There is the car logo badge, the model like Tundra, ES300, XL-7, AWD and so on in chrome. But never put the year on it. Why not put the year so everyone can easily identify what year model the car is?
I guess that you’re too young to remember when General Motors tried this–albeit to a very limited extent–back in the mid-late '50s.
Since there clearly wasn’t a hue and cry for this practice to be extended to other models, the idea died with Buick’s limited use of this idea for…at most…three years.
I honestly cannot see why they would.
Is there a possible benefit that I’m overlooking?
I think that’s a very good idea. It would make it more interesting looking at the model years of the cars in front of you while waiting at the stop light. Like VDCdrivers says above, it has been done in the past. But it would be a good idea for now too. And another advantage, if you owned a 2002 and wanted it to appear to be a 2017, no problem, just buy a 2017 badge and bolt it on. Saves money on new car expenses.
I would venture a guess that most people in traffic don’t care what year car they are following.
Buick did this in 1956 and 1957. However, I think Buick quit doing it because people are status concious. Back in the 1950s, a 2 year old car was considered ancient.
And would it be the year made, or model year? It could get confusing.
We could have 2017 - 2017 1/2 - 2017 3/4 and 2018-1/4 for next years cars sold this year.
Im sure many people wouldnt like everyone knowing they drive an older car. That keeping up with the joneses stuff and vanity thing. That being said, older gm cars had the year cast into the taillight lense. Had to get real close to see it but at car shows or parking lots you could settle your curiosity…
Then vica versa, if you buy similar, no one knows you have a new one. My neighbor has two nearly identical trucks. One new and one two years old. I can’t tell which is which. We also had an acquaintance inquire about buying our car when we were trading. Problem was we had already traded a year before but who knew?
At any rate, I’ve never had an issue with the year, but I do wish they would identify the manufacturer. A lot of them must use the same graphics consultant because they use a circle with a little variation in the middle that who can tell what it stands for? I probably don’t know what an A501C is so can’t they just say Ford, Audi, BMW, Chev, Toyota, Honda, etc??
Bingo! Most people don’t want their neighbors to know the car is 2-3-4-5 or whatever years old.
In Germany, I know that at least the German car makes, the buyer can have ALL the badges deleted if requested. That way you can drive the small 4 cylinder 5-series BMW and your neighbors won’t know its not the more expensive 6 or turbo 6.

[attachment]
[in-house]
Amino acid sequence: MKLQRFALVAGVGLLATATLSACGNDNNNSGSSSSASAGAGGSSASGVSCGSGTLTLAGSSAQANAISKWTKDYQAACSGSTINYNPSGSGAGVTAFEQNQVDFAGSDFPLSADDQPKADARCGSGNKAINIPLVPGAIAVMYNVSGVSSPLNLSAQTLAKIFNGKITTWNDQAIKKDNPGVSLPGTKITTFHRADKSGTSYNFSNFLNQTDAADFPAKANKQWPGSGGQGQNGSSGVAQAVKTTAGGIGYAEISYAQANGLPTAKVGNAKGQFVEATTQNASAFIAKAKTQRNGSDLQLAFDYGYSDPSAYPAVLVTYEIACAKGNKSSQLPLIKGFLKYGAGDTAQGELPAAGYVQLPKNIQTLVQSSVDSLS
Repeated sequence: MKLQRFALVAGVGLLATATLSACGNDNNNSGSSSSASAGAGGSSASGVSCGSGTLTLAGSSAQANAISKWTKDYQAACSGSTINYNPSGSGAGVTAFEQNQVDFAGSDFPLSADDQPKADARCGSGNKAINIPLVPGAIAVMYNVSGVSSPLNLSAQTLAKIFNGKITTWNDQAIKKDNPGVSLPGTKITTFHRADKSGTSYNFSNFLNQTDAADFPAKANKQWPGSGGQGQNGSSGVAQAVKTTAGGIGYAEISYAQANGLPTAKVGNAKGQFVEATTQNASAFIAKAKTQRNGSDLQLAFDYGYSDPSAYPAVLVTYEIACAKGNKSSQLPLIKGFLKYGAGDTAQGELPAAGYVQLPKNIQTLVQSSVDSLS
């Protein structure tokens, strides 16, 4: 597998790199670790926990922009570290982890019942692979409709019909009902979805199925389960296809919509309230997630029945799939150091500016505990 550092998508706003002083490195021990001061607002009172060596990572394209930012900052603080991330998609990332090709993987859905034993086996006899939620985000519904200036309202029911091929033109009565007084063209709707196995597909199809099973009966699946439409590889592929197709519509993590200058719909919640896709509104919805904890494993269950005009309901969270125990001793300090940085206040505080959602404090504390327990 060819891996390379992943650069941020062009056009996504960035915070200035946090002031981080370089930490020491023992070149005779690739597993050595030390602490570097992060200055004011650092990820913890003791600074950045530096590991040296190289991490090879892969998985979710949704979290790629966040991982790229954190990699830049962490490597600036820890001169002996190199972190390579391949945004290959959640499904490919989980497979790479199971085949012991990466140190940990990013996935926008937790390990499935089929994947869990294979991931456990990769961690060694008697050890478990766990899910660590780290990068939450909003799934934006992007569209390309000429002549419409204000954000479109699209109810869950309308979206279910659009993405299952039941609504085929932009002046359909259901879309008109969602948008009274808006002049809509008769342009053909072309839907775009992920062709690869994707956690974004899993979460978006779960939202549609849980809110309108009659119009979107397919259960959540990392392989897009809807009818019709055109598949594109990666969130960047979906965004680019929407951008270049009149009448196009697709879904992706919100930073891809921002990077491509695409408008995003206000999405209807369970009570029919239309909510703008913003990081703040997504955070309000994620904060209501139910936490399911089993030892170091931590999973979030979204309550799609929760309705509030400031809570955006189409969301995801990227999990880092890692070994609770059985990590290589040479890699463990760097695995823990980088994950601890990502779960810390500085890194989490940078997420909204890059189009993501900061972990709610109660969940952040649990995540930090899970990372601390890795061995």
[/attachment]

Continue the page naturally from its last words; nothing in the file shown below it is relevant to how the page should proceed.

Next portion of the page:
Sounds like a question for the car makers. Why don’t you ask them? Just don’t hold your breathe waiting on the the reply.
No car maker is going to add several $ cost to add an item that isn’t needed for compliance and isn’t desired by most buyers.
Casting the year into the tail light seemed to be the norm for most car manufacturers in the 60’s and 70’s (which I found helpful growing up back then and curious about cars), but it could sometimes be deceiving. If a manufacturer used the same tail light design for more than one year they would not change the year on the tail light. My dad, for example, had a 1973 Thunderbird that differed from the 1972 T-Bird in the front but the backs of the cars, including tail lights, were identical. The tail light said 72. VW bugs were also confusing in the same way. I can think of a few others as well.
I find it a badge of honor…When I had my 98 Pathfinder with well over 300k miles on it…friends would ask - “You still driving that old thing?” And Id tell them since the vehicle is running PERFECTLY and not a bit a trouble…why wouldn’t I. I’m looking forward to the day my 14 Highlander is 10 years old with 300k miles on it.
Is a ten year old vehicle considered to be old in your area?
Not so much years…but miles…At 10 years old my 98 Pathfinder had over 350k miles
How would anyone know how may miles are on your truck? Nobody has ever asked the mileage of my vehicles.
Nowadays, vehicles tend to get so little rust damage, and tend to stay in good mechanical condition for so long, that it can be difficult to figure out exactly how old they are!
Automobile manufacturers would not spend a nickel much less several dollars.